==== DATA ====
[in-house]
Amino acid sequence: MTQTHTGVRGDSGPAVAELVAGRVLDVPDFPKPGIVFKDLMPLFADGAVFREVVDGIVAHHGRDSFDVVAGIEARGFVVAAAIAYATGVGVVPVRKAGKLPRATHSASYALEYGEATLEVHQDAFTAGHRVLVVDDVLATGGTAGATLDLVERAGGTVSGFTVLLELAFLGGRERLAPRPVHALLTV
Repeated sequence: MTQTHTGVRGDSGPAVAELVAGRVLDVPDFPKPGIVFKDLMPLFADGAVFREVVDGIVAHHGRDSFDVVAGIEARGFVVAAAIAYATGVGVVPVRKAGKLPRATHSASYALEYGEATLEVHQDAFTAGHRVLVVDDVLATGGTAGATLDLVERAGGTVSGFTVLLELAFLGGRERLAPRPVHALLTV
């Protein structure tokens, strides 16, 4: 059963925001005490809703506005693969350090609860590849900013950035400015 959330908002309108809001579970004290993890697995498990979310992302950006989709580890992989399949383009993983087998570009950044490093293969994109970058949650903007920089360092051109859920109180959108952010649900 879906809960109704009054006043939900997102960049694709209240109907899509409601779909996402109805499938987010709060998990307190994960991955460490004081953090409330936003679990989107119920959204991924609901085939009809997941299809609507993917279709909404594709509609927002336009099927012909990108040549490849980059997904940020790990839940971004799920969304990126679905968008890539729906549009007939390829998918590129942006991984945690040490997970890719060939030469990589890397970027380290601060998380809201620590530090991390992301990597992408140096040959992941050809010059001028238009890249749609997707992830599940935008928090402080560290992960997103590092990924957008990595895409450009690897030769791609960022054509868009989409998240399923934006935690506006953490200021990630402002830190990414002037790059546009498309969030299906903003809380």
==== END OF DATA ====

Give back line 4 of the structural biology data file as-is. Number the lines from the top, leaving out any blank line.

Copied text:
């Protein structure tokens, strides 16, 4: 059963925001005490809703506005693969350090609860590849900013950035400015 959330908002309108809001579970004290993890697995498990979310992302950006989709580890992989399949383009993983087998570009950044490093293969994109970058949650903007920089360092051109859920109180959108952010649900 879906809960109704009054006043939900997102960049694709209240109907899509409601779909996402109805499938987010709060998990307190994960991955460490004081953090409330936003679990989107119920959204991924609901085939009809997941299809609507993917279709909404594709509609927002336009099927012909990108040549490849980059997904940020790990839940971004799920969304990126679905968008890539729906549009007939390829998918590129942006991984945690040490997970890719060939030469990589890397970027380290601060998380809201620590530090991390992301990597992408140096040959992941050809010059001028238009890249749609997707992830599940935008928090402080560290992960997103590092990924957008990595895409450009690897030769791609960022054509868009989409998240399923934006935690506006953490200021990630402002830190990414002037790059546009498309969030299906903003809380």